2. Sabbath Observance on The Lord’s Day

The Puritans referred to the Lord’s Day as the market day of the soul. Whereas six days a week you buy and sell for the sake of the body, on The Lord’s Day we are to trade in spiritual commodities for the sake of our souls. The idea is:

This Sabbath is then kept holy unto
the Lord, when men, after a due preparing
of their hearts, and ordering of
their common affairs beforehand, do
not only observe an holy rest, all the
day, from their own works, words,
and thoughts about their worldly employments,
and recreations, but also
are taken up the whole time in the
public and private exercises of His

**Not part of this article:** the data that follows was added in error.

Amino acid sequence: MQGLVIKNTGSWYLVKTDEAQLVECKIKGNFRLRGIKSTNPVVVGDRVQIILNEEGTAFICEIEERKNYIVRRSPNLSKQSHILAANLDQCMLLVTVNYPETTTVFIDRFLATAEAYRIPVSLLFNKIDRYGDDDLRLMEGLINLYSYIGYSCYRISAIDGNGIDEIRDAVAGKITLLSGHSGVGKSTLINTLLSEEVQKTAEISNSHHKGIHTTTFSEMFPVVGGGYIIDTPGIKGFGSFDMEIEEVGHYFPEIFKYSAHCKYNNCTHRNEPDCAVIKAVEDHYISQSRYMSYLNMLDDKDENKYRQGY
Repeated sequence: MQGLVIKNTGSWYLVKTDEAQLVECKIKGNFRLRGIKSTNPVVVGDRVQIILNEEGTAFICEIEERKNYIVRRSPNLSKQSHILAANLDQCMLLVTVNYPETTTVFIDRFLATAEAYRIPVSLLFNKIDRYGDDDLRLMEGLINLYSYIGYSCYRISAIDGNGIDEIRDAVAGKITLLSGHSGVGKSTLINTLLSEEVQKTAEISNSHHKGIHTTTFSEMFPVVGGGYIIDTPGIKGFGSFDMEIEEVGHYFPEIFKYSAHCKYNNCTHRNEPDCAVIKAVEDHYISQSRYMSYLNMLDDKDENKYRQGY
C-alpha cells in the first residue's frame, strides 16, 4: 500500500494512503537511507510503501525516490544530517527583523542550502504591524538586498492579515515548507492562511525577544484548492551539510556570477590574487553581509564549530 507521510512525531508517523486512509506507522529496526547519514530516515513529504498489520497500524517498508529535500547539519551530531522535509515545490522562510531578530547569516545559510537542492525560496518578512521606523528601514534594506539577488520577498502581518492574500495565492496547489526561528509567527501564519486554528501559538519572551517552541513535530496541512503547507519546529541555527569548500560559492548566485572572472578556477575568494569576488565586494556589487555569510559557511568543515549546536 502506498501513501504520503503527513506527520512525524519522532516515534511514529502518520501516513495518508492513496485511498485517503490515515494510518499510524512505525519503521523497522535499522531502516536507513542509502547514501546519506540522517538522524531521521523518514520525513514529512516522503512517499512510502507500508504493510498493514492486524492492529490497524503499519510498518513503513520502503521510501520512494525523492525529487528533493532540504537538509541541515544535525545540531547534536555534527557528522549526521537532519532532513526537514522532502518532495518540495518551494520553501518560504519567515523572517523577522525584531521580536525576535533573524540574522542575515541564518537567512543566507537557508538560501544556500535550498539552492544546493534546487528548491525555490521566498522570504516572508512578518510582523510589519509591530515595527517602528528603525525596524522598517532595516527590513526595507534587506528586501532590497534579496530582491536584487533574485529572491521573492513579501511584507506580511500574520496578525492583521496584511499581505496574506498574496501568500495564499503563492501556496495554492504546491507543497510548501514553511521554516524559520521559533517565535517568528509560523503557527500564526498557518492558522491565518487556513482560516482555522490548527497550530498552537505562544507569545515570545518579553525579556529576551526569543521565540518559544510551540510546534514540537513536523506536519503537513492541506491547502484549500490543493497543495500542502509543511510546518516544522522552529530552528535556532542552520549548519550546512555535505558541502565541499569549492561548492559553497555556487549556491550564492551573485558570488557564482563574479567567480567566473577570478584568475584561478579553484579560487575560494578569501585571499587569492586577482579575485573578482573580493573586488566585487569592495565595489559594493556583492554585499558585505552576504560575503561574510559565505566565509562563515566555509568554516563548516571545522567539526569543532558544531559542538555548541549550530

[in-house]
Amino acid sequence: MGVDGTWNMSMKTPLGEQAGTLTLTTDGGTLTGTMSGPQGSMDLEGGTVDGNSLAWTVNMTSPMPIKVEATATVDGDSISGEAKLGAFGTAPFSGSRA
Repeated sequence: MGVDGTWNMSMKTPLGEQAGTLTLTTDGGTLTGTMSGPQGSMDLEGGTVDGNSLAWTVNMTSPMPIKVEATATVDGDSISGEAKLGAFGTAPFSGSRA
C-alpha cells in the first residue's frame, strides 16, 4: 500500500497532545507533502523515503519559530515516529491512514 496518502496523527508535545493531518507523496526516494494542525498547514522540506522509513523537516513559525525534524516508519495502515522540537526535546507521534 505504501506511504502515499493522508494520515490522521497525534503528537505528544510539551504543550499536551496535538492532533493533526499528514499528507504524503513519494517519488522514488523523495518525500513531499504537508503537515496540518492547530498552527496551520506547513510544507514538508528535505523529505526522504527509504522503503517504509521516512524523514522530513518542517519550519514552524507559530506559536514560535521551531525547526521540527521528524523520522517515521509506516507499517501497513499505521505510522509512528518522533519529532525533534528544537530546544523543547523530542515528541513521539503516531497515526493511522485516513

worship, and in the duties of necessity
and mercy.
Ex. 20:8; Ex. 16:23, Ex. 16:25-26, Ex. 16:29-30; Ex. 31:15-17; Isa. 58:13; Neh. 13:15-19, Neh. 13:21-22; Isa. 58:13; Matt. 12:1-13.

What this means is that the whole week is planned in such a way that The Fourth Commandment casts its influence over the other days. Observing the Sabbath means observing the whole Sabbath. It also means no business, shopping, housework or recreation (e.g. ballgames). All secular business for the week is wrapped up by Saturday evening so that we can rest in The Lord from our worldly cares. Jesus said, The Sabbath was made for man, not man for the Sabbath. (Mark 2:27) It’s a gift from God. The Sabbath is guilt-free time for your soul, the family, and a sure day of the week for rest. Truly, God promises rich blessings for keeping the Lord’s Day holy.